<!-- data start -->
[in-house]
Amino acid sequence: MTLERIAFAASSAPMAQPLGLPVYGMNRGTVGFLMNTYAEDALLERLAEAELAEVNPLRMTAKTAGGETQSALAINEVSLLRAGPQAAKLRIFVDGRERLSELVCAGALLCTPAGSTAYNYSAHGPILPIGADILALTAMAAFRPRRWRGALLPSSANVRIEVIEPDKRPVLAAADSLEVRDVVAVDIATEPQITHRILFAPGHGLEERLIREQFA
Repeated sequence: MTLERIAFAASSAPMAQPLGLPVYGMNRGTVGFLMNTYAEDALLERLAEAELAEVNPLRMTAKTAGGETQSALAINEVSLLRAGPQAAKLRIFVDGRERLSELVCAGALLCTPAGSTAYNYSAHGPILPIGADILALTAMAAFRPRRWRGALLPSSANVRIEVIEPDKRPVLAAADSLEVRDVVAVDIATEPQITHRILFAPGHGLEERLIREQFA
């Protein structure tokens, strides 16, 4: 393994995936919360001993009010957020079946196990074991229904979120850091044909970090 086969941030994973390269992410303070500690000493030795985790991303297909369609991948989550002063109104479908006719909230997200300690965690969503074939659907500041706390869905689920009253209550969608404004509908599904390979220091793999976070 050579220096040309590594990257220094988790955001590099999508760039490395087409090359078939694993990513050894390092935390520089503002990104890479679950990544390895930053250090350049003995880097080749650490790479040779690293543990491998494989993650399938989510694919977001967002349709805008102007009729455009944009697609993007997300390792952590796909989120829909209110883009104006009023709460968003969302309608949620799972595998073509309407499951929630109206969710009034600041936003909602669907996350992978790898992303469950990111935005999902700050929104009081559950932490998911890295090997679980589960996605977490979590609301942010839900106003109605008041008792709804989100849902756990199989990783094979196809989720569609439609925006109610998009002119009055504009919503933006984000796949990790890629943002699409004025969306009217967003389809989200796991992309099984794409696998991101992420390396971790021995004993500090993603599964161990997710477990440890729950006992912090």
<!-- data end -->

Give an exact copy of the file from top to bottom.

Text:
[in-house]
Amino acid sequence: MTLERIAFAASSAPMAQPLGLPVYGMNRGTVGFLMNTYAEDALLERLAEAELAEVNPLRMTAKTAGGETQSALAINEVSLLRAGPQAAKLRIFVDGRERLSELVCAGALLCTPAGSTAYNYSAHGPILPIGADILALTAMAAFRPRRWRGALLPSSANVRIEVIEPDKRPVLAAADSLEVRDVVAVDIATEPQITHRILFAPGHGLEERLIREQFA
Repeated sequence: MTLERIAFAASSAPMAQPLGLPVYGMNRGTVGFLMNTYAEDALLERLAEAELAEVNPLRMTAKTAGGETQSALAINEVSLLRAGPQAAKLRIFVDGRERLSELVCAGALLCTPAGSTAYNYSAHGPILPIGADILALTAMAAFRPRRWRGALLPSSANVRIEVIEPDKRPVLAAADSLEVRDVVAVDIATEPQITHRILFAPGHGLEERLIREQFA
């Protein structure tokens, strides 16, 4: 393994995936919360001993009010957020079946196990074991229904979120850091044909970090 086969941030994973390269992410303070500690000493030795985790991303297909369609991948989550002063109104479908006719909230997200300690965690969503074939659907500041706390869905689920009253209550969608404004509908599904390979220091793999976070 050579220096040309590594990257220094988790955001590099999508760039490395087409090359078939694993990513050894390092935390520089503002990104890479679950990544390895930053250090350049003995880097080749650490790479040779690293543990491998494989993650399938989510694919977001967002349709805008102007009729455009944009697609993007997300390792952590796909989120829909209110883009104006009023709460968003969302309608949620799972595998073509309407499951929630109206969710009034600041936003909602669907996350992978790898992303469950990111935005999902700050929104009081559950932490998911890295090997679980589960996605977490979590609301942010839900106003109605008041008792709804989100849902756990199989990783094979196809989720569609439609925006109610998009002119009055504009919503933006984000796949990790890629943002699409004025969306009217967003389809989200796991992309099984794409696998991101992420390396971790021995004993500090993603599964161990997710477990440890729950006992912090």